FACTORS MODIFYING DRUG
EFFECTS/DRUG VARIATIONS
1
On administration of a drug ,a predicted response is obtained
but some times
 Individuals may vary considerably in their ...
Physiological factors
AGE:
Pregnancy
Sex/gender
Body weight
Food
Timings
3
AGE
In new born there occurs
 Decreases acid secretion
 Decreased microsomal enzymes
 Decreased plasma protein binding
...
 There is increase in G.I.T absorption in newborns like
ampicillin due to decreased acidity.
 Tetracyclines produce teet...
 Several enzymes are important for drug metabolism ,
( hepatic microsomal oxidase, glucuronyl and acetyl
transferase) hav...
 Drug elimination is less efficient in new born babies , and
in old people so that drug produces greater and more
prolong...
Pregnancy
 Causes several physiological changes that influence drug
disposition.
 Volume of drug distribution is increas...
Gender
 Evidences show that men and women may respond
differently to same drugs
 This may be due to body size, and amoun...
 There appears to be difference in the activity of
liver enzymes b/w men and women
 Since the activity of enzymes vary t...
Temperature
 Addition of mild to moderate hypothermia
decreases the systemic clearance of CY450
metabolizes drugs between...
Timings
 It has been observed that endogenous
body clock (circadian cycle) may affect
the response of the drug.
e.g.
In C...
Food
Presence of fatty food in stomach delays gastric
emptying,the plasma concentration of
rifampicin and ampicillin may b...
Charcoal grilled beef, cabbage, alcohol
increases metabolism
Protein malnutrition affects pharmacokinetics
of several drug...
PATHOLOGICAL FACTORS
 DISEASEScan cause individual variations in drug
response.
 Pharmacokinetic variations;
Absorption:...
 Diarrhea increases the motility of the gut and
decreases absorption.
 Hypoalbuminaemia from any cause such as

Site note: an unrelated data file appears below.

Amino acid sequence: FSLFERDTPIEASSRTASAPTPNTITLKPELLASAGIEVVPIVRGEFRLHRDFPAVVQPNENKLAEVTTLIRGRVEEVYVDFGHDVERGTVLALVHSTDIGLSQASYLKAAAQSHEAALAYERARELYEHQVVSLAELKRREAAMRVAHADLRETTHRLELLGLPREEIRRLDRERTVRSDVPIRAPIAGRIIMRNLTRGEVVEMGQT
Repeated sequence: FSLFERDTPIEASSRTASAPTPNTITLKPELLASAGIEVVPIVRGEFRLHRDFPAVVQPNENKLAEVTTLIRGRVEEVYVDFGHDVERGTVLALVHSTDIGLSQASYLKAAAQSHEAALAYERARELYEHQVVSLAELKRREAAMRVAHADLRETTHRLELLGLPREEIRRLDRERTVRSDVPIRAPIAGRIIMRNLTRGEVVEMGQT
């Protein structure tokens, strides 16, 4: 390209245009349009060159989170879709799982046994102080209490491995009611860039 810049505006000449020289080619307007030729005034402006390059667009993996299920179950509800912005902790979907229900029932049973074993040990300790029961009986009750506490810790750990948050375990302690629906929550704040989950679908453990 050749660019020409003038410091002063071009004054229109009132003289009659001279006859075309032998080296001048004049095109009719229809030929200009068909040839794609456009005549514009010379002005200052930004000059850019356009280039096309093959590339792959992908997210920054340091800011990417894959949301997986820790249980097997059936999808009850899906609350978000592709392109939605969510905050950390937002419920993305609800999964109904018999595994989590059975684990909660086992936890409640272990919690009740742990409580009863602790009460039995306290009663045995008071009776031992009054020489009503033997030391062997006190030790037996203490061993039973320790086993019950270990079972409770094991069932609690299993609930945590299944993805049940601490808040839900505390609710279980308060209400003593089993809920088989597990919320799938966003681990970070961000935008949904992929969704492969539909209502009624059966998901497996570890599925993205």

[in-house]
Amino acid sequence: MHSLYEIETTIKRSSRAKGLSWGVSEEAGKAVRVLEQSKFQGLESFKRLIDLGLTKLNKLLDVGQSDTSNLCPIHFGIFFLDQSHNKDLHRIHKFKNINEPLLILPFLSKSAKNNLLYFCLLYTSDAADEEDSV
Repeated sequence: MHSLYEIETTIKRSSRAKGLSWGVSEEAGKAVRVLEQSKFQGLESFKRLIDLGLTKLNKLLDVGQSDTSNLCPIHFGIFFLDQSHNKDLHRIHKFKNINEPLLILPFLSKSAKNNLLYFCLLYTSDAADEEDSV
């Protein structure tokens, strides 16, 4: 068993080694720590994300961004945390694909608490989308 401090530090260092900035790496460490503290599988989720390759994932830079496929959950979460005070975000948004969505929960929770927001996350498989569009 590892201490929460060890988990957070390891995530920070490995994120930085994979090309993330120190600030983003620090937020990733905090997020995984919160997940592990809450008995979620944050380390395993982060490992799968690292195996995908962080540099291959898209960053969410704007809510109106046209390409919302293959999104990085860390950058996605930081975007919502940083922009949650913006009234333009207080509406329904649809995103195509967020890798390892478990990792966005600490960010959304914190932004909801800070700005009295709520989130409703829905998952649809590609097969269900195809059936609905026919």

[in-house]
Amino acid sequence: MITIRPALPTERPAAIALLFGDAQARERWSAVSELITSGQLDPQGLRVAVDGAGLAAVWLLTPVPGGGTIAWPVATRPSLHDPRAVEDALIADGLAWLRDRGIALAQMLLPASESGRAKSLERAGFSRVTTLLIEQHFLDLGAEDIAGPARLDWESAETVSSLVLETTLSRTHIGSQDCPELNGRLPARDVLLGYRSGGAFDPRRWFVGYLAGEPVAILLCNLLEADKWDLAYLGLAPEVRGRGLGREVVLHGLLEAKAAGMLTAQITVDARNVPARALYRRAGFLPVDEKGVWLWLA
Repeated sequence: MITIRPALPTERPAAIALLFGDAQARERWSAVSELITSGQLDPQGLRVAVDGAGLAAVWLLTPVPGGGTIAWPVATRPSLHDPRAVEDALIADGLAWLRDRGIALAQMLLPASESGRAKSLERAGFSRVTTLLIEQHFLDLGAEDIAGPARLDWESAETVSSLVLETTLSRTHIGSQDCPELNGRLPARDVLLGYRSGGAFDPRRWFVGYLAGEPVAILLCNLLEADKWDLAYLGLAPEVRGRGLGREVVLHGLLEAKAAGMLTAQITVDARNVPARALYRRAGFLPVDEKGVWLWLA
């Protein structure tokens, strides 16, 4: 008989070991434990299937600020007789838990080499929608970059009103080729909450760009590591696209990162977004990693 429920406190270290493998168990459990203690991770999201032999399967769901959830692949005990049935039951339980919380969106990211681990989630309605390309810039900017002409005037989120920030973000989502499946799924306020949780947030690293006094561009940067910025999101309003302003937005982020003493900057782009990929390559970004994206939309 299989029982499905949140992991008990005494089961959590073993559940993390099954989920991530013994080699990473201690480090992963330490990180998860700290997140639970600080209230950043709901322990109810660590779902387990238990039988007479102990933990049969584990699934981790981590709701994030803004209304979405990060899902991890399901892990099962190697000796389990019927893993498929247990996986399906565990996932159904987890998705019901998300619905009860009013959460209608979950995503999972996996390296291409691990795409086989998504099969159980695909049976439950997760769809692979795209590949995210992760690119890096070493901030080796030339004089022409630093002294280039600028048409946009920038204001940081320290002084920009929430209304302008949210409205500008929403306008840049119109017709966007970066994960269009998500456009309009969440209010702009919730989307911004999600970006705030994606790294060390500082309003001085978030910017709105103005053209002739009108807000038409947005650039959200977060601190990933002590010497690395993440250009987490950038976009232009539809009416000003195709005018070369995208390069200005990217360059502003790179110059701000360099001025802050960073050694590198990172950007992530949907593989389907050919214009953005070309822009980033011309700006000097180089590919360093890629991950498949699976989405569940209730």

nephrotic...
 Metabolism:
 Acute and chronic diseases of liver affects the blood flow and
function of hepatocytes ,leading to decreas...
Pharmacodynamic variations:
 Asthma can be precipitated by beta blocking drugs
 Raised intracrainal pressure ,severe pul...
 Genetic factors:
These are known as idiosyncratic response
These are rare but very harmful.
 Acetylator status (importa...
 G-6-PDdeficiency: ( haemolysis by primaquine) G6PD is
necessary to maintain reduced glutathione in red
cells and to prev...
Envoirmental and diet:
Pollutants are capable of inducing P450 enzymes, such as
hydrocarbons present in tobacco smoke, cha...
Other variations(quantitative )
 More common
 More clinically important
 Patient may be
Hypo reactive:
Hyper-reactive: ...
 Tolerance
with some drugs intensity of response to given
dose may change during course of therapy,
usually decrease in r...
Idiosyncrasy:
 Is an abnormal genetic response and is usually
harmful
 It occurs in small portion of population.
e.g. ap...
Anaphylaxis
◦ It is an immediate hypersensitivity reaction on
exposure to specific antigen leading to life
threatening res...
Change in response due to altered drug concentration
 This may be due to change in rate of
absorption ,distribution and e...
variability in response to pharmacologic antagonist
 as propranolol will markedly slow the heart
rate of patient whose en...
Alteration in number of receptors
 there occurs change in responsiveness caused by
increase or decrease in number of rece...
Before starting a drug therapy clinician should be
aware of
 age
 general health specially severity and pathologic
mecha...
 Drug resistance
 When drug looses the effectiveness.
 usually this happens with the improper
use of antibacterial drug...
Synergism:
 when two drugs are administered at the same
time , the effect increases.
 Summation: the effect of two drugs...
DRUG – DRUG INTERACTION
 when one drug is administered, a
response occurs, if a second drug is given
and response to 1st ...
 Clinically important drug interactions
 1. Drugs that have steep dose response
curve and small therapeutic index, small...
Distribution:
altered plasma protein binding (
binding of penytoin in chronic renal
failure decreases
Impaired blood brain...
3. Drugs that exibit saturable metabolism
e.g. Phenytoin , Theophylline
4. Drugs used for prolong period and precise plasm...
PHARMACODYNAMIC INTERACTIONS
 Both drugs act at same target site exerting